Code of Princess is decidedly straightforward. The player will click on the campaign, and the action kicks off almost at once. No beginning tutorials - those are tucked in a different menu if the player cares for such things - simply start killing stuff. The player first meets Princess Solange Blanchefleur de Lux, heir to the Kingdom of Deluxia. She's had a bad go of it, as her kingdom is under assault by monsters and the Distron army uses the situation to initiate a power grab. She thus must spend her time on the road, fighting monsters and making friends while avoiding capture. It's through her and the characters she meets along the way that the player will do all the hacking and slashing.
The player will rely on the bottom screen at first for combat, where a handy reference for the different moves is kept, but these combinations are never too taxing and there aren't very many of them. Double tap down, then A, for example; or perhaps down, right, B for another strike. The joy then lies simply in stringing together satisfactory combos that yield consecutive hits and massive damage.
The campaign is divided up into roughly 30 or so brief episodes that once unlocked can be replayed at any point for better times and more experience points. Beyond just slashing, the game features RPG elements that allow for levelling up various standard categories (attack, defence, speed, and so on), and for the equipping of armour, sword, and other accessories that boost the aforementioned categories.
If it all sounds a bit too simple and straight-forward, well, it is. However, simple isn't necessarily bad, and all these unassuming systems mesh together well to create an enjoyable experience. There's nothing extraordinary about any of these elements on their own, but taken together they allow for gameplay that's surprisingly fun despite its relative shallowness.
The campaign can be maddening in the unevenness of its difficulty, however. Most of the missions can be ploughed through in mere minutes, leaving the player feeling powerful. Then, the next soars 180 degrees towards relentless, requiring grinding in the "free play" mode for extra levels in order to turn the tide. It's a jarring shift that sends the player from feeling God-like to scrub in mere moments. Challenge is a good thing - indeed Code of Princess is in general a bit easier than it should be - but a more refined progression could have alleviated some frustration.
The biggest thing that mixes up the gameplay is the three "rail" system. Due to this, there's (quite literally) a little more depth to the combat. The player isn't stuck in one plane, but can move along three such planes as they scroll from left to right. Reasons for taking advantage of this range from avoiding obstacles to timing strikes on enemies who leap from other rails to engage the player. There's quite a bit of satisfaction in slaying an enemy ninja and then leaping onto a different rail just in time to escape the martyrdom-style bomb his corpse left behind.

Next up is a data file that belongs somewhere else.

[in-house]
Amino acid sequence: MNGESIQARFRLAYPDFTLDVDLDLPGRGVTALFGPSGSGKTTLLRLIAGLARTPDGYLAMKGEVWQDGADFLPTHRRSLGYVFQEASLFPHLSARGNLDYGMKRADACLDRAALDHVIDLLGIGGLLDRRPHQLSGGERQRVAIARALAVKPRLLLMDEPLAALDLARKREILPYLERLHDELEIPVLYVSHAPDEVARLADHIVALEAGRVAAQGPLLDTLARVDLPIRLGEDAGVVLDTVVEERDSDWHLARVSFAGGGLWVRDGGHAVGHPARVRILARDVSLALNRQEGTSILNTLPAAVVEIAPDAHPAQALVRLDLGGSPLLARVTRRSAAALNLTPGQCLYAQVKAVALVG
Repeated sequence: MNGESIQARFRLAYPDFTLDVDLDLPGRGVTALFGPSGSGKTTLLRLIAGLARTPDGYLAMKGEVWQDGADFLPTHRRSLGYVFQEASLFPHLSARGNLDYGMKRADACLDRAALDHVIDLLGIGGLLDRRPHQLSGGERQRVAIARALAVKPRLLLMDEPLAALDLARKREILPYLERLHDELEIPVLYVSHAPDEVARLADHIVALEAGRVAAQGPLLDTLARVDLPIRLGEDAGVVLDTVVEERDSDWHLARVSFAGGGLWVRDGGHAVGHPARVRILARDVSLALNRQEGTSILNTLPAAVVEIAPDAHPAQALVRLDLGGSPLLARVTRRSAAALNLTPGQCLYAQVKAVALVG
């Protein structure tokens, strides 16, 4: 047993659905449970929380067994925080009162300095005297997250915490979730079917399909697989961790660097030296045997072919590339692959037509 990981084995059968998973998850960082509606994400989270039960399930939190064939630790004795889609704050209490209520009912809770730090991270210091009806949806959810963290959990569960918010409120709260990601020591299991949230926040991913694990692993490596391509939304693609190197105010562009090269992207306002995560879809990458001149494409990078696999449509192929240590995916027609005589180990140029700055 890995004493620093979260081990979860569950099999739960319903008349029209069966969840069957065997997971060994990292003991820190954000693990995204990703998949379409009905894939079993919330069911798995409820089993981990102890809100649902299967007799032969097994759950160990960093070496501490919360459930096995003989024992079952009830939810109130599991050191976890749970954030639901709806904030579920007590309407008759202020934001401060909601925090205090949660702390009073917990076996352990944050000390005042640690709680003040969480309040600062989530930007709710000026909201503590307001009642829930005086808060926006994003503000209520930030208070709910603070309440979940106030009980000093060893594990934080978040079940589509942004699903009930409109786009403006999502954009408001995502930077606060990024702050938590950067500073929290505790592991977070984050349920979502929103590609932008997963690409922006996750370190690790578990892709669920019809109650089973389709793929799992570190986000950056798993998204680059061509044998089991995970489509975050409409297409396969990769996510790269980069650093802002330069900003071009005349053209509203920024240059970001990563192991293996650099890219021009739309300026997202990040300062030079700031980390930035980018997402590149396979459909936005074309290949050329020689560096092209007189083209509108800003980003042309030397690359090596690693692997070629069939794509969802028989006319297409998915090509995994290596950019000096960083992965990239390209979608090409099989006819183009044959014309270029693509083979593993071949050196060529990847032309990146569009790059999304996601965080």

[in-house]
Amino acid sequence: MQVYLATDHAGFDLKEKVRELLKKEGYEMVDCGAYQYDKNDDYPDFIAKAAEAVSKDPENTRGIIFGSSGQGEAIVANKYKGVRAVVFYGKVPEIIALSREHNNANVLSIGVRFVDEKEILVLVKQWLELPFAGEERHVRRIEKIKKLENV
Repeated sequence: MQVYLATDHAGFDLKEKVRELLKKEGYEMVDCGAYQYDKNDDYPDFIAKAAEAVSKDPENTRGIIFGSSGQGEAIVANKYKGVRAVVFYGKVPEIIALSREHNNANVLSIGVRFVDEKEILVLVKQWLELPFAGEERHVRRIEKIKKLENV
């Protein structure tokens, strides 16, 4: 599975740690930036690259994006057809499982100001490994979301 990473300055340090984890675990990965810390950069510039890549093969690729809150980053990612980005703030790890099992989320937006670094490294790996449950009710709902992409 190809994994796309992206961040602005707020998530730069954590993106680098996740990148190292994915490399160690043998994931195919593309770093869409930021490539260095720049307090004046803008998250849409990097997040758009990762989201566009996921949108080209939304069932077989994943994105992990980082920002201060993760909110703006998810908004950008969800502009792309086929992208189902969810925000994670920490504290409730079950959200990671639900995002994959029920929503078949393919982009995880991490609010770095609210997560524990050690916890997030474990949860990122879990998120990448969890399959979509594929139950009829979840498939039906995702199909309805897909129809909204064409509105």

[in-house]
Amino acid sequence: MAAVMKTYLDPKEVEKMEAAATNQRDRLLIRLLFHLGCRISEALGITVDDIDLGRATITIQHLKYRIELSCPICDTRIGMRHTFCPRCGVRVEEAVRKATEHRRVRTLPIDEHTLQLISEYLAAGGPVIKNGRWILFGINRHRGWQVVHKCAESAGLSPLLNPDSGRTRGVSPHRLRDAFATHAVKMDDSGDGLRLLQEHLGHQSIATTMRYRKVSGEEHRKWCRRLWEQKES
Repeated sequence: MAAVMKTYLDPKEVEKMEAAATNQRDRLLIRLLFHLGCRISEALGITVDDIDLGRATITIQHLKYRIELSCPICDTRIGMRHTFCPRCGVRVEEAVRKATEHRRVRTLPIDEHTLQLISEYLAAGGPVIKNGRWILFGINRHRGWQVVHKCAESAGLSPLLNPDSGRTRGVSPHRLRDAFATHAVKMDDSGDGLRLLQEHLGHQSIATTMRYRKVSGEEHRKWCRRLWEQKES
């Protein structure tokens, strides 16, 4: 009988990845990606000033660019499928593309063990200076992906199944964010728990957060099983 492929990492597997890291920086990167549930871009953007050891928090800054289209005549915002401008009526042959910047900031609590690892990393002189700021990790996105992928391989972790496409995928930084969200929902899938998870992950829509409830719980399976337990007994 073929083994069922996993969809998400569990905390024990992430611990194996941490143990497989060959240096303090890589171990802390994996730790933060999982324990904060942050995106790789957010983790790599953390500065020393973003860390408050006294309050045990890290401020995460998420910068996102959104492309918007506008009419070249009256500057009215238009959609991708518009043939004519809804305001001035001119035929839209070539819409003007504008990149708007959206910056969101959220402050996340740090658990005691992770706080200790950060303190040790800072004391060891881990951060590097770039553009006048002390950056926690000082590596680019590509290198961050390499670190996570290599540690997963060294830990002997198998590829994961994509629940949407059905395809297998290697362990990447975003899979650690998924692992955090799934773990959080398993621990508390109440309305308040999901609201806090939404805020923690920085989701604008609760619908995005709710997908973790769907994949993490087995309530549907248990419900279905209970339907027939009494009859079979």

This multi-rail system makes the 3D effect quite useful in differentiating the location of foes. The added depth makes it clear both where the player is and where the enemies are in relation to the player. The only flaw then is that the 3D effect seems to tax the system, and with more enemies on screen comes a lower frame-rate - something debilitating in a fighting game of any sort. Ultimately, the player will have to make a choice between the useful clarity provided by the 3D effect or the smoother response that can be had without.
To go along with a solid 3D effect, the game boasts a charming art style that fits its medieval theme. Character designs are unique and expressive, and the animations are solid and give energy to the world. Some of the art decisions, though - like the titular character's revealing attire - raise eyebrows. Is there a reason that Princess Solange's breasts need to be barely covered and so prominently featured? It does make for some humorous dialogue, as the characters all have something to say about her choice in clothing. However, claiming satire doesn't let the designers entirely off the hook for what at times feels like a cynical attempt to fall back on good old fashioned sex appeal for a few extra sales.
Tying everything together is a story that reminds of the Shrek movies to some extent, both in period and style, in that it pokes fun at every trope in the RPG business. It does this with witty dialogue and surprisingly competent voice acting. Like the game mechanics, the plot is shallow but engaging. There's more entertainment here than expected.
The value players get will depend on how well they take to the gameplay. If one can stomach repetition, there's a lot of fun to be had trying out and levelling the different characters and then competing online or with friends. There are several different modes that bring a different slant to the mission levels, but if bountiful content is more to the player's liking, Code of Princess comes up a bit short. There are extra unlockable missions beyond the 30 or so levels of the main campaign, but not much other than that. Mileage will vary greatly from player to player. Here at Cubed3, the team had a lot of fun with Code of Princess and will likely keep coming back to it from time to time when needing to kill a few minutes here and there!